08-04-2004, 07:55 PM #1
08-04-2004, 08:31 PM #2
Insulin -like growth factor
The efficient and effective manufacture of recombinant proteins, antibodies, vaccines and viral products in animal cells requires a source of growth factors or some means of growth factor signaling to cells. The traditional method is to provide an external source of growth factors, primarily through the addition of fetal bovine serum to culture media. However, many sectors of the biotechnology
and pharmaceutical industries are now demanding pure recombinant growth factors, made under the highest quality standards, or inclusion in serum-free media formulations.
The insulin-like growth factors (IGFs) were originally discovered and purified from serum. They are considered to be important growth factors for industrial cell culture because:
• They are present in all animal and human sera at concentrations of 100 - 500 µg/L.
• The removal of IGFs from serum can abolish up to 90% of the cell growth-promoting activity.
• They stimulate nutrient uptake, cell growth, protein synthesis and inhibit apoptosis or programmed cell death in a wide range
of cell types.
• Almost all cells have type I IGF receptors, which mediate the biological action of IGFs.
Many industrially important cell types can be cultured in serum-free media that contain high concentrations of insulin (5 - 10 mg/L). This is about 1000-fold higher than the normal physiological concentration of insulin. Insulin only works in cell culture because it acts as a weak substitute for IGFs. Much lower levels of IGFs can replace insulin.
The insulin-like growth factors are structurally related to insulin. There are two forms, IGF-I and IGF-II, which are similar and have closely related actions on cell growth via the same receptor. IGF-I is considered to be the main post-natal growth-promoting factor and IGF-II has major effects during fetal development. IGF-I is a non-glycosylated, single chain polypeptide 70 amino acids in length.
Structure of IGF-I and Insulin
Insulin-like growth Factor-I Insulin
IGF-I is similar in structure to pro-insulin, the precursor of insulin. Pro-insulin is a single chain polypeptide, which is cleaved to remove the connecting C peptide, to form insulin. Insulin has two chains (A and B chain) connected by two disulphide bonds.
The receptors for IGF-I and insulin are also structurally related and both ligands interact with each other’s receptors with very low affinity. In cell culture, the potency of IGF-I is higher than insulin because the cellular responses required for biopharmaceutical production in animal cells are mediated via the type I IGF receptor, not the insulin receptor.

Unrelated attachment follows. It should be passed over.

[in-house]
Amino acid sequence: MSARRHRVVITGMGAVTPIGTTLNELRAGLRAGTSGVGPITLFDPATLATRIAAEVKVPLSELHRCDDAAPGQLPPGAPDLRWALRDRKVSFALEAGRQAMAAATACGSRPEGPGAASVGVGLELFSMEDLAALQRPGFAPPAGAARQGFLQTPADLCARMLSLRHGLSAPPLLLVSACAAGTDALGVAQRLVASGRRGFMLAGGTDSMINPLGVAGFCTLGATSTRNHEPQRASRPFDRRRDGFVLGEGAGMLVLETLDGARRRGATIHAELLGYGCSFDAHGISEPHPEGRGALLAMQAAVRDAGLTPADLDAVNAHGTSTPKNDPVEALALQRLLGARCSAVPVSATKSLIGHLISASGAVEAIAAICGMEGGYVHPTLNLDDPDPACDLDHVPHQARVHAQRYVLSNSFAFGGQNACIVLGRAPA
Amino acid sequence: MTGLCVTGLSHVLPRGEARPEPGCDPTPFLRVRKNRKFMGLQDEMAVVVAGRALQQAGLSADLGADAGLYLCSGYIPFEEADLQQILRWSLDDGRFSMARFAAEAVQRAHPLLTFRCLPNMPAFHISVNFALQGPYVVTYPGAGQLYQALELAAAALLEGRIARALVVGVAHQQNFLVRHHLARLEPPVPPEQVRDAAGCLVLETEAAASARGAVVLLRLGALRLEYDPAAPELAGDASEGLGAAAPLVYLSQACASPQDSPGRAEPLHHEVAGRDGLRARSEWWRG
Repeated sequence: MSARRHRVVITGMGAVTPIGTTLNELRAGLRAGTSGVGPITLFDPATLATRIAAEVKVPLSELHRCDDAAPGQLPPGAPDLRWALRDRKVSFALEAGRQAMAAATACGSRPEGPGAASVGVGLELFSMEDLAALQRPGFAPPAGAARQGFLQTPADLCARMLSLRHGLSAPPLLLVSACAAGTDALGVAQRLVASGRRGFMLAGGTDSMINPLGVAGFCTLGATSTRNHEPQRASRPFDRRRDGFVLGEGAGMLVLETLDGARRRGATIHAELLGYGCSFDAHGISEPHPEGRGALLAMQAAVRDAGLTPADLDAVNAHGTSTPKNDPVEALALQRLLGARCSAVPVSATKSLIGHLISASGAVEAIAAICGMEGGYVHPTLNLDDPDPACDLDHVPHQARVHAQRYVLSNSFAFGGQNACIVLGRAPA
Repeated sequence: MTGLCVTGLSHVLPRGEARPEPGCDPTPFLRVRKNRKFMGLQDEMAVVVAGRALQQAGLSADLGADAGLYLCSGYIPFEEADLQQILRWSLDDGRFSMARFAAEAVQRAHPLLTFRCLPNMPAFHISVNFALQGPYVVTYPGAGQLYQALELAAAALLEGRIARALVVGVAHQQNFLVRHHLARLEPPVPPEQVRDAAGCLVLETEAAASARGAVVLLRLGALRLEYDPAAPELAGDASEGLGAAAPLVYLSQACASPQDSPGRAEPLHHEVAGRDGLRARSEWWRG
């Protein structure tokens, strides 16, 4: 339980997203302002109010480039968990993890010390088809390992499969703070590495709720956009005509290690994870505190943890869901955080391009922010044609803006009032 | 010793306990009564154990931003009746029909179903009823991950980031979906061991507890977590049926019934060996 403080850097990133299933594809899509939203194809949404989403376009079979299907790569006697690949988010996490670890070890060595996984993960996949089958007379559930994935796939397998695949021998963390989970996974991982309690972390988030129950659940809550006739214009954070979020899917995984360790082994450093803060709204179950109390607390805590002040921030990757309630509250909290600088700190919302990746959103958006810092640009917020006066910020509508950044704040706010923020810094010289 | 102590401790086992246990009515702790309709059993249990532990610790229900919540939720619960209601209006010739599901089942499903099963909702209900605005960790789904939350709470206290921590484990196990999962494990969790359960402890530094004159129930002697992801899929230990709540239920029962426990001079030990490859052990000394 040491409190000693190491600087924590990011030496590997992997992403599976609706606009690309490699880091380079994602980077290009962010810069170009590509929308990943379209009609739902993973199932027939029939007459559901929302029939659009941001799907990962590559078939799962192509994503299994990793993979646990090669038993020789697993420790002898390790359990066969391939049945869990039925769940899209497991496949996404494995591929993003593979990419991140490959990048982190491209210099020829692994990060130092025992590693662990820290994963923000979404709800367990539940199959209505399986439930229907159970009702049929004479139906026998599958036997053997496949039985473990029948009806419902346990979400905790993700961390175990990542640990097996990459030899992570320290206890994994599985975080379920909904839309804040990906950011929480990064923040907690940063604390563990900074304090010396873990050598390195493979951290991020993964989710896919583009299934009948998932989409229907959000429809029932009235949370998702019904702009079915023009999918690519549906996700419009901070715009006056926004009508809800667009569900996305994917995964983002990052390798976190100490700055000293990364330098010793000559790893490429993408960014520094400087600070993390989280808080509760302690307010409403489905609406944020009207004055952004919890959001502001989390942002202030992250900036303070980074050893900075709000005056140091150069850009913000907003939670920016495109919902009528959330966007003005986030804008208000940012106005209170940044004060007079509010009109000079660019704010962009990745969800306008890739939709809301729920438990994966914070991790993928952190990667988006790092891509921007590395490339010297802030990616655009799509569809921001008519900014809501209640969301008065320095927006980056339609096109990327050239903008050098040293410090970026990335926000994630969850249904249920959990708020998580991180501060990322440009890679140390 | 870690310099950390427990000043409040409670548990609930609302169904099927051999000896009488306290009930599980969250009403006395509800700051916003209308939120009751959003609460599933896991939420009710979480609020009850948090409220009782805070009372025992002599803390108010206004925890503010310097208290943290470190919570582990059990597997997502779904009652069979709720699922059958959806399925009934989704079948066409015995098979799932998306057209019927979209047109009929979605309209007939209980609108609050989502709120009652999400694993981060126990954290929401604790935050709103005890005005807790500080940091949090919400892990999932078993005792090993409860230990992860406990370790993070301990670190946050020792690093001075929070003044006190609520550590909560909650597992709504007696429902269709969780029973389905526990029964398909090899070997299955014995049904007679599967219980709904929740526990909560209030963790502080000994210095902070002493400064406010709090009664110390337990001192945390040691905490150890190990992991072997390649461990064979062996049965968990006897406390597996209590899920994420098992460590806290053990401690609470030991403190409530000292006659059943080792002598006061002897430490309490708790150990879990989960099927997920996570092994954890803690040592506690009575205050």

Another important feature is that a family of six IGF binding proteins regulates the biology of IGF peptides. These proteins are found in serum and are also produced by cells in culture. IGF binding proteins bind IGFs with high affinity and generally inhibit the actions of IGFs on cells. This has been exploited by making analogs of IGF peptides that do not bind to IGF binding proteins and are therefore superior to both IGF-I and insulin in cell culture. The most potent of these analogs for commercial cell culture purposes is LongR3 IGF-I.
LongR3I GF-I has been specifically engineered and manufactured by GroPep Limited for use in serum-free cell culture media. Structurally it has two significant modifications — first, one amino acid in the IGF-I structure, the glutamic acid (E) at position 3 has been replaced with an arginine ®, which accounts for the R3 in the name; and second, because the molecule is made as a fusion protein, it has an N-terminal fusion partner which is 13 amino acids long. Thus the “LongTM” in the name.
Structure of LongR3 IGF-I
Replacing the glutamic acid (E) with arginine ® at position 3 is important because this modification significantly reduces the binding of the growth factor to the IGF-I binding proteins, enabling LongR3 IGF-I to be so potent. The addition of the fusion partner also enhances refolding and facilitates high-yield production. The end result is a growth factor 10-fold more potent in cultured cells compared to native IGF-I and 200- to 1000-fold more potent than insulin.
A general comparison of properties related to potency in cell culture is provided in the following table.
LongR3I GF-I is manufactured in genetically engineered E. coli. The manufacturing process uses no animal sourced material, making it regulatory friendly for commercial biopharmaceutical production. The system of production is briefly outlined below:
1. Fermentation. E. coli containing the gene for LongR3 IGF-I are grown in a fermenter. GroPep
Limited’s patented expression system uses inclusion body technology.
2. Homogenization. Bacteria are lysed to release inclusion bodies that are harvested by differential
3. Dissolution. The recombinant fusion protein is released into solution. It is not correctly folded
into its tertiary protein structure at this point.
4. Refolding. The LongR3 IGF-I protein is incubated under controlled conditions so that the
disulphide bonds can correctly form to allow the correct protein structure. The protein would
be biologically inactive or less active in an incorrectly folded form.